Letter to the Wall: During the summer of 1969 I worked as a counselor at a camp for Special Needs campers in Vermont, my home state. I was an undergraduate student at the University of Vermont in Burlington, Vermont. During the school year we rallied on the Green at the University of Vermont, and we marched in Burlington. My older brother, who had recently graduated from Harvard and a younger sister who was in High School came from St Johnsbury, Vermont and joined me on the UVM Green. Many of us gathered and carried signs. It seemed very obvious that many FBI photographers or FBI- contracted photographers were snapping our pictures all over the place.  The spirit was good; but I think by that time we had our eyes wide open. We were beginning to get angry. We knew innocent babies, women, and men were being killed in Vietnam by the U.S. government, and we knew that the entire war made no sense. We witnessed the U.S. “officials”   “in charge” seemingly playing a game that tragically seemed to become a joke. We all knew what was going on. Vietnamese were dying, and U.S. soldiers were dying. We knew what needed to be done: stop the war now!  But the huge U.S. government/ U.S. military/ Political/ propaganda machine kept grinding on, and no one seemed to listen.


Brian Noyes Pulling

M.Div., Christian Minister and Social Worker

Maine and South Carolina

May 25, 2019

To: A1C Paul Wayne Anthony (Panel 12W – Line 105)
Hometown: Charlotte, North Carolina




Like me, you enlisted in the United States Air Force to avoid an unpopular draft and minimize your chance of being sent to Vietnam. Unfortunately, our rather naive calculations were in error; your first tour of duty after training was to the 6924th Security Squadron, Danang, Vietnam (aka, “Rocket City”); I made it to the 6924th just a couple of months later.


It just occurred to me, while writing this, that you and I might have become good friends at Danang, but, of course, the war has a cruel way of making friendship rather difficult … or impossible.


Your tour in Vietnam began April 3,1970 and came to a violent end 5 days later on your first night of duty. In the early morning hours of April 8, 1970, four 122mm rockets slammed into the 6924th’s top secret operations compound. You died instantly.


You were just 20 years old and newly married.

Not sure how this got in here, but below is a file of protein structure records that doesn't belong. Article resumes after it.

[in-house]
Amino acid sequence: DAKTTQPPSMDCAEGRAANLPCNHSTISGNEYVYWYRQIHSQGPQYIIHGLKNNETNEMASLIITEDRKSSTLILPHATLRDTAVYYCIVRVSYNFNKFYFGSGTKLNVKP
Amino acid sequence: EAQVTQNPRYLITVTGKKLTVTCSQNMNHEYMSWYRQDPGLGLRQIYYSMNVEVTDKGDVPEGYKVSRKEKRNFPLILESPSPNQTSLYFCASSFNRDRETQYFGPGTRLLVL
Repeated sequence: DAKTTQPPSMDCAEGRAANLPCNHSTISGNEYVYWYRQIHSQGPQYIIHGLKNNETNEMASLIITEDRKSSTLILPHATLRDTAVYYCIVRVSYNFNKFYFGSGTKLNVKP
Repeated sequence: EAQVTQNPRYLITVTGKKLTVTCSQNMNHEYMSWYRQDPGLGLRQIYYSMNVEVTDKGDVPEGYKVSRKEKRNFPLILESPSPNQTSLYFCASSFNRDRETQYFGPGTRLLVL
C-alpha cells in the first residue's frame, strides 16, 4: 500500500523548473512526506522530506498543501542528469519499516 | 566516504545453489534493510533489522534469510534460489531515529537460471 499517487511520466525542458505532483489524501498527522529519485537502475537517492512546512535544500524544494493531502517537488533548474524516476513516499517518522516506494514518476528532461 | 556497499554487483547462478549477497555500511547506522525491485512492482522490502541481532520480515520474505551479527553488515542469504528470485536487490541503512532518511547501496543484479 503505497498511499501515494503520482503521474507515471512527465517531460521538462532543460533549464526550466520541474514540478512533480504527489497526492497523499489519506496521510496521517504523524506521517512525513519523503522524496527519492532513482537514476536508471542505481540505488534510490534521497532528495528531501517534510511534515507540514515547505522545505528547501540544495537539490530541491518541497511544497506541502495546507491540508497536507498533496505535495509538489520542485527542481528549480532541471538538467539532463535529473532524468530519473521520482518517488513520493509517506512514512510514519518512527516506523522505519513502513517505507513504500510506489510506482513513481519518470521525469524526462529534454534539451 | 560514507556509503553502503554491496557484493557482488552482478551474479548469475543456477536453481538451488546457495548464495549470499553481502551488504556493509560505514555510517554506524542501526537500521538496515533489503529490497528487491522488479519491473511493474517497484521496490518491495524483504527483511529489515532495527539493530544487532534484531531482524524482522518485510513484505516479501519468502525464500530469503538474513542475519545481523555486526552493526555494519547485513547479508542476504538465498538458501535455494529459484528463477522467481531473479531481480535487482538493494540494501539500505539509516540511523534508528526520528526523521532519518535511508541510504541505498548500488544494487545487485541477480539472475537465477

You were not alone.


There were over 6,000 US deaths in Vietnam in 1970; over 1600 from North Carolina; and 88 from Charlotte, your home town.


You are not alone.

One of your fellow Airmen – who was in the operations building when the rockets hit – and saw you die – filed for mental disability in 2007. He had carried your death around with him for 37 years. In an official investigation of the April 8,1970 rocket attack and the Airman’s claim of PTSD, the VA stated, “… the Da Nang Air Base received eight incoming rockets resulting in light American casualties.”

I’m sure you and your loved ones would disagree that your death constituted a “light American casualty.” You were 20 years old and newly married.


You are not alone.


They shipped you home in a box. Your family and friends put you to rest.


You are not alone.


Now, your name is etched into Panel 12W, Line 105 of the Vietnam War Memorial. There are 58,318 names on the polished granite monolith.


You are not alone


Over the decades since your death, many Vietnam vets have been fighting for peace and justice for all the 20 year olds in the world? They’ve occupied the Statue of Liberty, marched on Washington, testified in Congress, disrupted political conventions, fought for VA improvements, challenged US involvement in other wars, set up clinics, exposed PTSD and Agent Orange, and so much more. In response, they’ve faced indifference, denial, harassment, beatings and arrest, simply for speaking the truth about war and the finality of death.


Yes, this motley crew of gray-haired men and women, who used to be so alive and energetic, survived Vietnam and returned to work for peace. They’ve lost a few of our sisters and brothers along the way, but there exists an unbreakable bond among us … we will never be at peace until we put an end to war.


We are not alone.


How about you, my brother? Are you at peace? Something tells me you’re not. After all, your sole duty now – intended or not – has been to stand as a stark reminder – for all generations – of a war that never should have been waged; a reminder that death is forever. Needless to say, you, and all those on THE WALL with you, have a tremendous responsibility to be the conscience of history … as do we.


You are not alone.


Yes, my brother,  you and all veterans are inextricably bound in the struggle for peace; you on THE WALL … the vets in the streets. But, as the Vietnam vets slowly fade away, you will remain, etched forever into that polished black granite for generations to come. You will have to endure all kinds of discomfort and pain, from the harshest DC weather to the most gentle touch of a grieving loved one as they trace your name on a slim piece of paper.


You are not alone. We are one.




Terry Post
6924th Security Squadron
Danang, Vietnam 70-71


P.S. Everyone who served with the 6924th remembers the infamous olive loaf sandwiches we were served nearly every night while on duty. A friend of yours back home said you actually liked olive loaf. It’s tragic that the war tore you away from being allowed the time to learn to hate those damn olive loaf sandwiches … just like the rest of us.